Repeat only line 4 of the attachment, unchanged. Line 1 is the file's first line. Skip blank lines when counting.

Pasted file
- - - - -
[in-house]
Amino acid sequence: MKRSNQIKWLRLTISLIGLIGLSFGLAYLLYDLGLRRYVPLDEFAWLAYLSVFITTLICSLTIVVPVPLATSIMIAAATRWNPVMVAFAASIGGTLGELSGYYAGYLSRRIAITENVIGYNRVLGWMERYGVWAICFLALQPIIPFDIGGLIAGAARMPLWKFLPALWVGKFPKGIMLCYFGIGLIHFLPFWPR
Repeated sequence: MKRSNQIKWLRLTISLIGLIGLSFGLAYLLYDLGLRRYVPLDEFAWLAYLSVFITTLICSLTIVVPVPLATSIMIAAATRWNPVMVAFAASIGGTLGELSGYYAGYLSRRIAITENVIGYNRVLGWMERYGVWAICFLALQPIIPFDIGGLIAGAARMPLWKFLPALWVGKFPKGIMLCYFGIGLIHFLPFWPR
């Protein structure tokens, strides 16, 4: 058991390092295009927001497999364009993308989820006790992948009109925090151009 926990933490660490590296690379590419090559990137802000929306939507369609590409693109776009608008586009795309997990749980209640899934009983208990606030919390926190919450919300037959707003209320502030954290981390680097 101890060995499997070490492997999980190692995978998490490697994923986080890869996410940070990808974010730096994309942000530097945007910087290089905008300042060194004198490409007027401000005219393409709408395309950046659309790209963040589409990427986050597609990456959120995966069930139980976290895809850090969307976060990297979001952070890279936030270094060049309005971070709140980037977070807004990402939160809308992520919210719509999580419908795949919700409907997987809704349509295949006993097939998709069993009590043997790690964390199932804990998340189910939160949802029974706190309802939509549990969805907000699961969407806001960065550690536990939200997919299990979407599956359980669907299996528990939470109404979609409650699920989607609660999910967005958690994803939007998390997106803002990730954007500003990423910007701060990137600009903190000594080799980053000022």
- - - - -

């Protein structure tokens, strides 16, 4: 058991390092295009927001497999364009993308989820006790992948009109925090151009 926990933490660490590296690379590419090559990137802000929306939507369609590409693109776009608008586009795309997990749980209640899934009983208990606030919390926190919450919300037959707003209320502030954290981390680097 101890060995499997070490492997999980190692995978998490490697994923986080890869996410940070990808974010730096994309942000530097945007910087290089905008300042060194004198490409007027401000005219393409709408395309950046659309790209963040589409990427986050597609990456959120995966069930139980976290895809850090969307976060990297979001952070890279936030270094060049309005971070709140980037977070807004990402939160809308992520919210719509999580419908795949919700409907997987809704349509295949006993097939998709069993009590043997790690964390199932804990998340189910939160949802029974706190309802939509549990969805907000699961969407806001960065550690536990939200997919299990979407599956359980669907299996528990939470109404979609409650699920989607609660999910967005958690994803939007998390997106803002990730954007500003990423910007701060990137600009903190000594080799980053000022």